SEN. TED CRUZ (R-TX), PRESIDENTIAL CANDIDATE: It is going to be a battle in Cleveland to see who can earn a majority of the delegates that were elected by the people. And let me tell you -- in that scenario, I think we will go in with an overwhelming advantage. I believe the first ballot will be the highest vote total Donald Trump receives and on a subsequent ballot, we're going to win the nomination and earn a majority.
(END VIDEO CLIP)
DIAMOND: So, there you have Ted Cruz talking about the potential for a contested convention. Of course, Donald Trump now is also building out a delegate team. You know, he's playing a little bit of catch up. But he's brought in Paul Manafort, an expert veteran GOP hand as far as conventions are concerned.
[07:05:04] So, now, they're working on that. Donald Trump has actually taken the last four days off the trail essentially, having no major events. He'll be back today after essentially huddling with his aides and kind of plotting the path forward -- Christi.
PAUL: All righty. Jeremy Diamond, thank you.
SAVIDGE: All right. I want to bring in now, Scottie Nell Hughes, national political commentator for USA Radio Networks and a Donald Trump supporter, and also, conservative radio host Lenny McAllister.
Scottie, let me ask you this. Cruz thinks Donald Trump is going to fall short of the delegate majority before the convention. He would say that.
Do you think losses like we saw, say, in Colorado for Donald Trump are exposing cracks in the Trump ground game, as it were?
SCOTTIE NELL HUGHES, NATIONAL POLITICAL COMMENTATOR, USA RADIO NETWORKS: First of all, when I listen to Senator Cruz sit there and say the delegates are elected by the people, I have to point out that's false, because it's not the delegates that are being elected by the people that we are worried about. It's these at large delegates that are being appointed by the Republican Party of each state, by those establishment votes within the state. Those right there are the ones that are going to be the detrimental ones, the unknown factor, the question mark.
And I have to tell you, when you talk to these delegates, they are actually someone who might not necessarily support Cruz either. So, I would hope some red flags are starting to go up within the Cruz campaign.
As for cracks within the Trump campaign, this is the difference between someone who accepts money from PACs, who accepts donations from day one and has been campaigning for years to be president and somebody who had been using his own dollars, his own money and is being fiscally responsibility. Mr. Trump grew his campaign as the campaign grew. And maybe he didn't have a ground game that was needed for a state like Colorado or maybe for future. However, he's obviously playing catch up and he's grown his campaign as campaign continues to win.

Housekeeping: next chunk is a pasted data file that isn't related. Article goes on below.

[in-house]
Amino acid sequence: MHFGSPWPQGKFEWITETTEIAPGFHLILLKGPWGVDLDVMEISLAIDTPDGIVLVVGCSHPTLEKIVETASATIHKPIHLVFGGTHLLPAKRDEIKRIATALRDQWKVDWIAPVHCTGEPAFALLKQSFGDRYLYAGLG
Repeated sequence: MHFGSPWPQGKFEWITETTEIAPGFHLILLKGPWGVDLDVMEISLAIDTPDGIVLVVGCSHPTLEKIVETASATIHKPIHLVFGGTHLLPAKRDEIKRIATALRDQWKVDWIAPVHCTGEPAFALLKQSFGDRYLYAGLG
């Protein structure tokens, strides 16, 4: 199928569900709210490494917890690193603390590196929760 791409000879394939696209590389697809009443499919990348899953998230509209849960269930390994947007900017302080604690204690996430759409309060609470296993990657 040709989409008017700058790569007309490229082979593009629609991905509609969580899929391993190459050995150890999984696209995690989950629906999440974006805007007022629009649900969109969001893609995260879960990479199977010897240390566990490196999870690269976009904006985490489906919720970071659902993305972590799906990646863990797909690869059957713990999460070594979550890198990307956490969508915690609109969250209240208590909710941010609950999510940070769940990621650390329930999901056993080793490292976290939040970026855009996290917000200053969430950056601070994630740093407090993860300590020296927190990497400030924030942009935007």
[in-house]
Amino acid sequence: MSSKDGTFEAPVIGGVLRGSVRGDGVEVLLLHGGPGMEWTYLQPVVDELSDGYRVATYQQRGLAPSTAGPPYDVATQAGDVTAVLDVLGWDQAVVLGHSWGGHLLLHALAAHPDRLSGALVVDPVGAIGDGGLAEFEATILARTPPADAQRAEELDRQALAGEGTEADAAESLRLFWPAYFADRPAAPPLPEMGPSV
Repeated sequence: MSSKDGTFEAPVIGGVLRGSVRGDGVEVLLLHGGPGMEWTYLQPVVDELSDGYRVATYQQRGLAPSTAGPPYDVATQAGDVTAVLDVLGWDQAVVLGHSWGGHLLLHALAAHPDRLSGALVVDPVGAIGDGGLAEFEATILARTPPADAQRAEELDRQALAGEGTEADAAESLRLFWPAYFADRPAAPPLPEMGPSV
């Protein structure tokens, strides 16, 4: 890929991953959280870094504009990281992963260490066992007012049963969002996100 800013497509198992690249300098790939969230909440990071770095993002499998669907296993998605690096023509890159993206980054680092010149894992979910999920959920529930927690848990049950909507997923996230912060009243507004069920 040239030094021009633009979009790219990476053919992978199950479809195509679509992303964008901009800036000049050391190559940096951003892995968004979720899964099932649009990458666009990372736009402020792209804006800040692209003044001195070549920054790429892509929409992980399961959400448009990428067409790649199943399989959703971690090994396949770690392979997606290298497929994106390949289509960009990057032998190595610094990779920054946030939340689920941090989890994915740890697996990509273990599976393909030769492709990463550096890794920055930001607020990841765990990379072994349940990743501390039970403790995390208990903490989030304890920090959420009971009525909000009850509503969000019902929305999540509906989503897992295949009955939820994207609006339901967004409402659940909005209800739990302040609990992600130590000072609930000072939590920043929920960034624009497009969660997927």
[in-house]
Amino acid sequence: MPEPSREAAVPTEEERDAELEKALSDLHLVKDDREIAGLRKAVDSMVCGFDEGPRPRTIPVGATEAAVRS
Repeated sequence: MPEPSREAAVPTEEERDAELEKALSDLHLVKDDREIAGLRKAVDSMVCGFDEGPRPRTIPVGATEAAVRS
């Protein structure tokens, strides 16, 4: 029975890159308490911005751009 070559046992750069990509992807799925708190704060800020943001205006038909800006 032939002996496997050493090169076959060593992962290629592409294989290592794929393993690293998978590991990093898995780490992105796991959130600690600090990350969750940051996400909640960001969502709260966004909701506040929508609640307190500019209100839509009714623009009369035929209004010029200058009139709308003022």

SAVIDGE: All right. Scottie, let me stop you there. Let me bring in Lenny.
Lenny, she's right here in the sense that these primaries are actually controlled by the parties themselves. It's like an exclusive club. They get to sort of make up the rules here, and the rules tend to favor the established candidate. So, Donald Trump seems to be not making out on these delegates, but let's face it, the Republican establishment has pretty much said Trump is not our guy. Cruz is the man we want.
LENNY MCALLISTER, CONSERVATIVE READIO HOST, "GET RIGHT W/ LENNY MCALLISTER": Well, here's flip side. The flip side is Donald Trump wins a bunch of primaries where it is an open primary where a bunch of independents and Democrats pull a Republican ballot and vote for Donald Trump. The Trump campaign is not complaining about that, and there are a lot of Republicans that are saying, listen, we've in many instances had our nominee selected by us by Democrats and independents that are voting for the Republican nominee who happens to be the weakest nominee polling against Hillary Clinton.
So, you can't complain about the process in one regard and say it is against you, and the same exact process which has given Donald Trump the lead, you kind of ignore that as well --
SAVIDGE: Well, I think, Lenny, the problem is here is that you're going to have voters who say why am I going to the polls if the delegates seem to be decided in such a way that it is stacked against my vote?
So, Scottie, weigh in here.